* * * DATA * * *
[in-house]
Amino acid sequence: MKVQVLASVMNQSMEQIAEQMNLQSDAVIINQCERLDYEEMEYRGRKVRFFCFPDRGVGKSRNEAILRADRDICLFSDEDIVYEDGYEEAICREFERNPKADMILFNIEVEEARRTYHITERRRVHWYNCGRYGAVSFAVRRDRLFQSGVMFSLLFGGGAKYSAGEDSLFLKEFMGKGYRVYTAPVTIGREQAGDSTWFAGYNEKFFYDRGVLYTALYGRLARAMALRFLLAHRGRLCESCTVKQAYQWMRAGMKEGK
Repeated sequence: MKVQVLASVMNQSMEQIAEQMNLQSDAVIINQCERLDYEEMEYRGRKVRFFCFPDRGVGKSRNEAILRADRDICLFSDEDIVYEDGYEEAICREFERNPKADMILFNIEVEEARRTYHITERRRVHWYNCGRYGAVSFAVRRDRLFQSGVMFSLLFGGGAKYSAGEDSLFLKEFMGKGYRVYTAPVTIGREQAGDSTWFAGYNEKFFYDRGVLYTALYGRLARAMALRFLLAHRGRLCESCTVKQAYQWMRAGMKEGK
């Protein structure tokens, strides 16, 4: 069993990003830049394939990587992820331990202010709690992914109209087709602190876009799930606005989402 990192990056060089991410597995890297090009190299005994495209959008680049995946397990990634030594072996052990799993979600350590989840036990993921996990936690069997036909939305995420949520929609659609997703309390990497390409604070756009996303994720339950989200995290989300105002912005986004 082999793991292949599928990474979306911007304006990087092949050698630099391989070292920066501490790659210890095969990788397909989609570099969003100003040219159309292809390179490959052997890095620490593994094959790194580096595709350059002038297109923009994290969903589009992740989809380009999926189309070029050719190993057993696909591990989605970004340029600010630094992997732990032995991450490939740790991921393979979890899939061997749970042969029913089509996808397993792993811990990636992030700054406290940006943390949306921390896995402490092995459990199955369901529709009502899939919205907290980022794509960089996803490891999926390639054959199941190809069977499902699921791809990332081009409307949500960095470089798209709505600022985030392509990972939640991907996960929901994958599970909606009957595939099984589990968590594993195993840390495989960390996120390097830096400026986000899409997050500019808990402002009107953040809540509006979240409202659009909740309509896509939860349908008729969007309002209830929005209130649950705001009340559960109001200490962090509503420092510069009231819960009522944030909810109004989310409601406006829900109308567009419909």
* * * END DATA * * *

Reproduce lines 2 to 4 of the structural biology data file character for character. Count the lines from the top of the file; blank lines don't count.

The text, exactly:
Amino acid sequence: MKVQVLASVMNQSMEQIAEQMNLQSDAVIINQCERLDYEEMEYRGRKVRFFCFPDRGVGKSRNEAILRADRDICLFSDEDIVYEDGYEEAICREFERNPKADMILFNIEVEEARRTYHITERRRVHWYNCGRYGAVSFAVRRDRLFQSGVMFSLLFGGGAKYSAGEDSLFLKEFMGKGYRVYTAPVTIGREQAGDSTWFAGYNEKFFYDRGVLYTALYGRLARAMALRFLLAHRGRLCESCTVKQAYQWMRAGMKEGK
Repeated sequence: MKVQVLASVMNQSMEQIAEQMNLQSDAVIINQCERLDYEEMEYRGRKVRFFCFPDRGVGKSRNEAILRADRDICLFSDEDIVYEDGYEEAICREFERNPKADMILFNIEVEEARRTYHITERRRVHWYNCGRYGAVSFAVRRDRLFQSGVMFSLLFGGGAKYSAGEDSLFLKEFMGKGYRVYTAPVTIGREQAGDSTWFAGYNEKFFYDRGVLYTALYGRLARAMALRFLLAHRGRLCESCTVKQAYQWMRAGMKEGK
């Protein structure tokens, strides 16, 4: 069993990003830049394939990587992820331990202010709690992914109209087709602190876009799930606005989402 990192990056060089991410597995890297090009190299005994495209959008680049995946397990990634030594072996052990799993979600350590989840036990993921996990936690069997036909939305995420949520929609659609997703309390990497390409604070756009996303994720339950989200995290989300105002912005986004 082999793991292949599928990474979306911007304006990087092949050698630099391989070292920066501490790659210890095969990788397909989609570099969003100003040219159309292809390179490959052997890095620490593994094959790194580096595709350059002038297109923009994290969903589009992740989809380009999926189309070029050719190993057993696909591990989605970004340029600010630094992997732990032995991450490939740790991921393979979890899939061997749970042969029913089509996808397993792993811990990636992030700054406290940006943390949306921390896995402490092995459990199955369901529709009502899939919205907290980022794509960089996803490891999926390639054959199941190809069977499902699921791809990332081009409307949500960095470089798209709505600022985030392509990972939640991907996960929901994958599970909606009957595939099984589990968590594993195993840390495989960390996120390097830096400026986000899409997050500019808990402002009107953040809540509006979240409202659009909740309509896509939860349908008729969007309002209830929005209130649950705001009340559960109001200490962090509503420092510069009231819960009522944030909810109004989310409601406006829900109308567009419909």